The incident shocked a Bay Area community that prides itself on tolerance, but even more, it focused a spotlight on an incipient movement. Using umbrella terms like “genderqueer” and “nonbinary,” and composed largely of teenagers and young adults, this growing community encompasses people who see themselves as agender (neither male nor female), bi-gender (both genders), and gender-fluid (shifting from male to female). Of course, there have always been people who feel ambivalent about their gender. But it’s only recently that they’ve coalesced into something more formal and more visible. Advances in women’s, gay, and transgender rights have paved the way for gender variance, and now technology is fueling the revolution: Type “genderqueer” into Tumblr or YouTube, and you’ll be deluged with confessional blog posts and videos from people straining to be free of societal constraints on and expectations about gender. In a recent study of 10,000 LGBT-identified youth, the Human Rights Campaign found that more than 6 percent identified as something other than male or female. 

Leslie Ewing, executive director of the Pacific Center for Human Growth in Berkeley, says that she’s seen a marked rise in the visibility and acceptance of gender- nonconforming people in recent years. The most popular support group hosted by the center is the Tuesday night gathering for genderqueer/gender-variant people, fancifully named “Wicked Transcendent Folk” by participants. At age 64, Ewing well remembers a time when bisexuals and transgender people had to fight their way onto the gay rights agenda, the days before B and T slid easily off the tongue as part of the common parlance. Now many gay rights groups are adding Q (queer or questioning), I (intersex), and A (asexual) to more inclusively describe the communities they serve. Agender acceptance, Ewing says, is the next frontier. “Just like in the 1980s when the bisexual folk said, ‘Hey, we’re not just people who can’t make up our minds,’ which was sort of the prevailing view, these people are saying, ‘This is who we are.’ I think this is a natural progression of the sexual minority civil rights movement.” 

Which isn’t to say that this newest movement doesn’t have a long way to go, or that there aren’t skeptics—people who think that the agender movement is merely a teenage phase, or the product of raising hyper-self-aware Berkeley kids who come from intellectual families and read gender theory in their spare time, or an academic exercise in identity politics being played out on the body. If the transgender movement has had only limited success in persuading society to accept people who were born female in a male body (and vice versa), the agender community is asking for something more radical, in a way: for society to accept people who are a walking rejection of the male-female framework itself. And as much as people like Fleischman hope to be understood, they’re still growing up in a world with gendered bathrooms and specific pronouns and societal pressure to pick a gender and stick with it.

Some see the attack on Fleischman as a “Matthew Shepard moment” for the genderqueer movement, an incident that, like the 1998 killing of the gay college student in Wyoming, has galvanized and empowered the community. The Fleischman story was quickly picked up by local and then national and international media outlets, and the news coverage led to fundraising drives, a community march, a proclamation by the Oakland City Council declaring Transgender Awareness Day, and “Skirts for Sasha” days at schools around the Bay Area, during which boys and girls, teachers and students all donned skirts in solidarity with the burned teen. It has also brought sometimes unwelcome attention to the family, who were followed by television cameras for weeks. “I’m not used to being in the public eye,” says Fleischman. “It’s a big responsibility to be representing the whole nonbinary, agender community.”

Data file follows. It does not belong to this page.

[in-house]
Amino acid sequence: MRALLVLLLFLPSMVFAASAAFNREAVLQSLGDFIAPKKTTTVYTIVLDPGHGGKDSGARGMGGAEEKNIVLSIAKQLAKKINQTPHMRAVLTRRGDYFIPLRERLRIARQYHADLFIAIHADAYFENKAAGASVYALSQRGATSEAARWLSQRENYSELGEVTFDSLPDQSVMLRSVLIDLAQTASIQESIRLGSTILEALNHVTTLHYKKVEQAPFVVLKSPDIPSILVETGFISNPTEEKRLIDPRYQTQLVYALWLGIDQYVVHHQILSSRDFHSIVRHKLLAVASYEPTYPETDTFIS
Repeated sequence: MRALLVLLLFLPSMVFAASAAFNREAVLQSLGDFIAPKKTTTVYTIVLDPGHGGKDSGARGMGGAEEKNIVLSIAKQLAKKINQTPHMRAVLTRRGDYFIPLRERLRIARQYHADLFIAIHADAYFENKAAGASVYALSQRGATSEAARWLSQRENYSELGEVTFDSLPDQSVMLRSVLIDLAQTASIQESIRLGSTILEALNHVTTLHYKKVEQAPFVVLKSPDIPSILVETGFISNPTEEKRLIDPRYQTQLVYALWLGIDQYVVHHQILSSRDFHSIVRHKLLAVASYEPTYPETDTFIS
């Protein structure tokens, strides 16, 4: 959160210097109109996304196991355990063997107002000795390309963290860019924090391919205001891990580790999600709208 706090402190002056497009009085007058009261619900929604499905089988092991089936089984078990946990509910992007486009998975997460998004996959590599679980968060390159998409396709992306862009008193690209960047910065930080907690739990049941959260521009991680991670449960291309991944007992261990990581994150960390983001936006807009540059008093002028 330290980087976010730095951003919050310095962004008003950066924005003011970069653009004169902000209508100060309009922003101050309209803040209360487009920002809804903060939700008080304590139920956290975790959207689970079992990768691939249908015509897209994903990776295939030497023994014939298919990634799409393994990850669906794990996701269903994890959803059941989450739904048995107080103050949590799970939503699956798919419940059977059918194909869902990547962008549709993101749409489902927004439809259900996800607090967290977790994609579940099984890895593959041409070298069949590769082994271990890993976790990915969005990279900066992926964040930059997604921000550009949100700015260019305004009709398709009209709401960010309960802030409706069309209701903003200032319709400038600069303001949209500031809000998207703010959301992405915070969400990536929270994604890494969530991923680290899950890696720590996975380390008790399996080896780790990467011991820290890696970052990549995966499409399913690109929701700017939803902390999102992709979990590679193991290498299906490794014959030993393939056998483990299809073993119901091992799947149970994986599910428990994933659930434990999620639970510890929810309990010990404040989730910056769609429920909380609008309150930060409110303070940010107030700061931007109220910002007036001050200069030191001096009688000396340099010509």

Fleischman started out life as a boy named Luke and had mostly stereotypically male interests as a child—Legos, trains, astronomy. As a young teen, Fleischman played Dungeons & Dragons and invented fantasy worlds—not unusual for a brainy kid who tested off the charts. But while other kids were exploring their sexuality with lewd jokes and awkward gropings, Fleischman began to probe the concept of gender. A close friend who had been a girl came out as transgender, identifying and dressing as a boy. “He was a good person to talk it through with,” says the teen, model thin, with long eyelashes and delicate features. “We had a lot of conversations about it.” 

During sophomore year, at the annual cross-dressing day at school, Fleischman wore a skirt for the first time, a ruffled black broomstick skirt borrowed from a friend. “I thought, ‘Man, skirts are really comfortable,’” Fleischman says, recalling the delicious feeling of the soft fabric.

Fleischman began reading up on gender and sexuality on the Internet and found a world populated by people who don’t identify as male or female. A linguistics buff, the high schooler luxuriated in a new lexicon, one made up of words like “androgyne” and “pangender.” Fleischman began asking friends and family members about their own gender identities and what made them feel like a woman or a man. The typical responses—“I don’t know, I just feel like a woman” or “I like being masculine”—didn’t resonate. “I don’t really get that,” Fleischman says. “I don’t feel that way.”

Page 2: “When I wear a skirt, it makes them think about gender and not jumping to conclusions.”